Note: You must have the SharePoint Timer Services running and the User Profile Service configured and started for ratings to work. Why? Ratings for items are updated via timer jobs so when you rate an item it takes up to 15 minutes before the rating are updated and propagated throughout the farm. Part of that propegation is updating your SharePoint “social” profile (things you’ve done like rating items, creating tags, and leaving comments). These functions require the User Profile Service to be configured and working (which is way beyond the scope of this article).

    After turning on ratings for the library you can look at the updated columns which are going to capture the rating for each item.


    The columns are also completely functional so if you just look at the All Documents view of the Pages library you can rate individual items immediately:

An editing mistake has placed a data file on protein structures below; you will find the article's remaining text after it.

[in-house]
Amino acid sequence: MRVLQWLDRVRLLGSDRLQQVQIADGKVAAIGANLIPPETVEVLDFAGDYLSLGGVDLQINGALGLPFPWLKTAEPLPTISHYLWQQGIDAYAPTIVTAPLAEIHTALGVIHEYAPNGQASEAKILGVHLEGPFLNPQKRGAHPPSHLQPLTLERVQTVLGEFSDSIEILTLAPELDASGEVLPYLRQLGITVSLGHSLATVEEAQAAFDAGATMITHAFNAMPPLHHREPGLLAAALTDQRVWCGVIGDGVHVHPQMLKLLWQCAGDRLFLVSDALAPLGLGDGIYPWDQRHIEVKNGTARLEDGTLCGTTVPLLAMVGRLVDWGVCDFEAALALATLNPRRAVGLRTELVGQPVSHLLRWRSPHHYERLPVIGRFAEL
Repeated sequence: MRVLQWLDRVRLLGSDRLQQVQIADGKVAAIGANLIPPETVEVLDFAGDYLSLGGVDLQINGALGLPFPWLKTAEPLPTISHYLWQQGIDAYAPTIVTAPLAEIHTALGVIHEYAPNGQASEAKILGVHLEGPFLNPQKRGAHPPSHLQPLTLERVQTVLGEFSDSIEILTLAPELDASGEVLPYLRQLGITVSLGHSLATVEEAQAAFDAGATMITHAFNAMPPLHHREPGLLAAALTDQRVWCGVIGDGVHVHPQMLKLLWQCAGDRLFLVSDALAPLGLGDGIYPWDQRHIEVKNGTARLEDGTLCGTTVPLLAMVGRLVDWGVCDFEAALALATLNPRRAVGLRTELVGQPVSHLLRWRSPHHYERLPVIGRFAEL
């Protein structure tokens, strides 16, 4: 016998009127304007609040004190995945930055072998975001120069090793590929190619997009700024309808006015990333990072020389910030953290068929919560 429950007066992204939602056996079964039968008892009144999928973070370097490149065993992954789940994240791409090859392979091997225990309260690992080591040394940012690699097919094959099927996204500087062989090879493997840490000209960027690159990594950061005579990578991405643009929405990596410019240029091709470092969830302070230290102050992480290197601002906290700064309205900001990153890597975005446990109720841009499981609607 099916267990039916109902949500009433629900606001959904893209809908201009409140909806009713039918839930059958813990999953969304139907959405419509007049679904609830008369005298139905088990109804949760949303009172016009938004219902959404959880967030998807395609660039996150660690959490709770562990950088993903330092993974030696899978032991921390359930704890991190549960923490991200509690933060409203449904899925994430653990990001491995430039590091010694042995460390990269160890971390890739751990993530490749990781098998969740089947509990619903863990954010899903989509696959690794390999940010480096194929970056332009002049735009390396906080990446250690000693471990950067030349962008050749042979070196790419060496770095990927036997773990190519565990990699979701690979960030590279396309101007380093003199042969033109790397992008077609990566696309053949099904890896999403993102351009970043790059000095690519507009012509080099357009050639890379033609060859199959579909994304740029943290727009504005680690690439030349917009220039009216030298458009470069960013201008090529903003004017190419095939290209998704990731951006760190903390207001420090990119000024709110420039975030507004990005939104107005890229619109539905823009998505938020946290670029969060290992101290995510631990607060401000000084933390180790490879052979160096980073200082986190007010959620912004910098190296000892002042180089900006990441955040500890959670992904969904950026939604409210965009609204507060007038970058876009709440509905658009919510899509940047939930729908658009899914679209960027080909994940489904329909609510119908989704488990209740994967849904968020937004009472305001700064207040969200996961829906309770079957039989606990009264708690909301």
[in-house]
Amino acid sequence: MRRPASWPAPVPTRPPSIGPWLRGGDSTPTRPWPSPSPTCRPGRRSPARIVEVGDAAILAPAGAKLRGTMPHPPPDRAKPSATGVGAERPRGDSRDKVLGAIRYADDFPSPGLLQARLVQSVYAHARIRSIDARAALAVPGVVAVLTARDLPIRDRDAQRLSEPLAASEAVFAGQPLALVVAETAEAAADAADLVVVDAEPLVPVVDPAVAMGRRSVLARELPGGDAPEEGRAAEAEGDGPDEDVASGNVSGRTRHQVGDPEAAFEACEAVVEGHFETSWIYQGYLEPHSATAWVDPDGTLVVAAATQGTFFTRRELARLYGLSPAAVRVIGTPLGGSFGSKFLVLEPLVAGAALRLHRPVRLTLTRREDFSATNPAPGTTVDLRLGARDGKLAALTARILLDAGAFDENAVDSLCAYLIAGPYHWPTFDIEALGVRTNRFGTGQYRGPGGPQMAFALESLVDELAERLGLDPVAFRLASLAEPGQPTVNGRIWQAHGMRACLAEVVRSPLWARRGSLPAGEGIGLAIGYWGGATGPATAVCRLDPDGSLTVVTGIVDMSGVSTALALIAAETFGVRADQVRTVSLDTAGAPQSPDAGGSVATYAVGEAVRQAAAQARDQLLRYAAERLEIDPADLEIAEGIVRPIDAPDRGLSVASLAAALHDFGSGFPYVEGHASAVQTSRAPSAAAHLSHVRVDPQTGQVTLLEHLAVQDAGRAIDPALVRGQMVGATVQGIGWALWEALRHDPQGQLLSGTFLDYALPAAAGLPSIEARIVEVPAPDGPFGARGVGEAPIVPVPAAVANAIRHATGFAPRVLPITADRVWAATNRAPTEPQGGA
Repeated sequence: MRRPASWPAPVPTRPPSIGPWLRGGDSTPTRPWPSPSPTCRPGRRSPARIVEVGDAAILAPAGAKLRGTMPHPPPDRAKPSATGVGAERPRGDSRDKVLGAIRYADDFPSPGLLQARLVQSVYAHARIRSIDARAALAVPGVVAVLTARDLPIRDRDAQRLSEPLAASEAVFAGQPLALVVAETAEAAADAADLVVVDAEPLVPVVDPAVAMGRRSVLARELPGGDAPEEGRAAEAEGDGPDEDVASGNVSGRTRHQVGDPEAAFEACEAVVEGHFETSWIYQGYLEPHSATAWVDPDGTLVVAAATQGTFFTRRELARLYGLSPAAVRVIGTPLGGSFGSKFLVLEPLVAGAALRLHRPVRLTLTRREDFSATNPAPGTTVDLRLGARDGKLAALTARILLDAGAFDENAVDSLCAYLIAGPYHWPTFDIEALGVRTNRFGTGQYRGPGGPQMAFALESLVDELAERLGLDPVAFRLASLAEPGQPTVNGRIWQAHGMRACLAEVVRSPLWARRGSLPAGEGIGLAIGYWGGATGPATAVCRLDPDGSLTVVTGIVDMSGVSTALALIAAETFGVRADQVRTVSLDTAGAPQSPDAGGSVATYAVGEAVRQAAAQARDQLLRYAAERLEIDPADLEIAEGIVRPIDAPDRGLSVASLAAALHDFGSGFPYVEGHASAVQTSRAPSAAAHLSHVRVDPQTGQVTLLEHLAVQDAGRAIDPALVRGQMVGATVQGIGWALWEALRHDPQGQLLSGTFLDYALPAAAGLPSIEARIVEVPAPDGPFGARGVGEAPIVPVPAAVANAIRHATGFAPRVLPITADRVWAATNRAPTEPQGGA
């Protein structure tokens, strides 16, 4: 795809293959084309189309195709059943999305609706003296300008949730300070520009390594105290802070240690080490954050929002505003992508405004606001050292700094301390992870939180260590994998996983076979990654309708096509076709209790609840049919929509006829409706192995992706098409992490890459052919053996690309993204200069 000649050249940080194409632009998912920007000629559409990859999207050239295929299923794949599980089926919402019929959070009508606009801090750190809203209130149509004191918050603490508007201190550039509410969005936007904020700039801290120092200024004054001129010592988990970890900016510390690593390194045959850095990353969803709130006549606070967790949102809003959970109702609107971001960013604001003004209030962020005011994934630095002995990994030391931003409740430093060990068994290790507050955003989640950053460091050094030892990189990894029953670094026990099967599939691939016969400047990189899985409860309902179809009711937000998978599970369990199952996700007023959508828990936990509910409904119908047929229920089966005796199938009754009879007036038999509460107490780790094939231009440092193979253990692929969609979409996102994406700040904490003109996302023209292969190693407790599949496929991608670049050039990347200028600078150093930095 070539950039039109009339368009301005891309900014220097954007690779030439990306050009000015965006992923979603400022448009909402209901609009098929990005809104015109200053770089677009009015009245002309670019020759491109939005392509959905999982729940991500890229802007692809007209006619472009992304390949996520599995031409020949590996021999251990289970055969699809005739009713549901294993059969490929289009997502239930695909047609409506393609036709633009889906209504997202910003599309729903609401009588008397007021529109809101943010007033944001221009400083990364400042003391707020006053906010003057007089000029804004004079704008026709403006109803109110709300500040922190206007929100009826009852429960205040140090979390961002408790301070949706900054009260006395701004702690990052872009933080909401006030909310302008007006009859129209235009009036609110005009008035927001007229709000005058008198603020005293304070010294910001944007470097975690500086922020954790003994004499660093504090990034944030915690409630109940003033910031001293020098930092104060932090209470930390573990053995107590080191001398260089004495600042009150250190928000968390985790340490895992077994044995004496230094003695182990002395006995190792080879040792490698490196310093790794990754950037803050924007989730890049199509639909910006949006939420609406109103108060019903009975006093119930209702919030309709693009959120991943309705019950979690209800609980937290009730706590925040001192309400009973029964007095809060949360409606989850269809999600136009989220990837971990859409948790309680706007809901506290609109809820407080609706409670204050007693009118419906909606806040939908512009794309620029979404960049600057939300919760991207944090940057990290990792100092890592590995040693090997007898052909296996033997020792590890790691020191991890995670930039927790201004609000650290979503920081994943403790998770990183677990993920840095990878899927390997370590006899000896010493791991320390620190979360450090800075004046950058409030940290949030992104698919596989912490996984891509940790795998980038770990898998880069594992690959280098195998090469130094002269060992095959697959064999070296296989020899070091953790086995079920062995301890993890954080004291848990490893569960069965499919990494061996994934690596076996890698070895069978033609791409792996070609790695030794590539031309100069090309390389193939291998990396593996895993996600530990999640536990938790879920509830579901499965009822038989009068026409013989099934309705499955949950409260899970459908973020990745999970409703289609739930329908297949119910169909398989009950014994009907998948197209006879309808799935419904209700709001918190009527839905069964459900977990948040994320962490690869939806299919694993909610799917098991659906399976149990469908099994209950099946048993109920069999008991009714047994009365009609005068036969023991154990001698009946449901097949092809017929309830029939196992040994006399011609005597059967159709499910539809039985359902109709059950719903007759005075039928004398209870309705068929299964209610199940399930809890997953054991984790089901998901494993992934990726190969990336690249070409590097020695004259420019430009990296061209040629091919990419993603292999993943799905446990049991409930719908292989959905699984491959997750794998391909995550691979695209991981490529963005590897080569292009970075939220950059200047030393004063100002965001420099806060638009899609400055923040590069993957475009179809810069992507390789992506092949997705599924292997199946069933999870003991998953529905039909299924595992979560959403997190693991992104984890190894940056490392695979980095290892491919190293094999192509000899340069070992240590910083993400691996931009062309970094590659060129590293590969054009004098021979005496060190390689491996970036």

This is great but we want to make it a little more intuitive. We’ll modify the page to allow for ratings on the article page when the user views it. For this we’re going to modify the article layout page. We modify the layout page because we need to store the ratings for each page so having it on the Master page won’t work. This approach is fine but remember two things. First, you’ll need to add this snippet to any layout pages you use. Also remember that when you create a new site (and a new Pages library) that it will continue to use the existing layout pages but the library needs additional work to enable ratings on it.

    Open the site in SharePoint Designer and select Page Layouts from the Navigation Tree: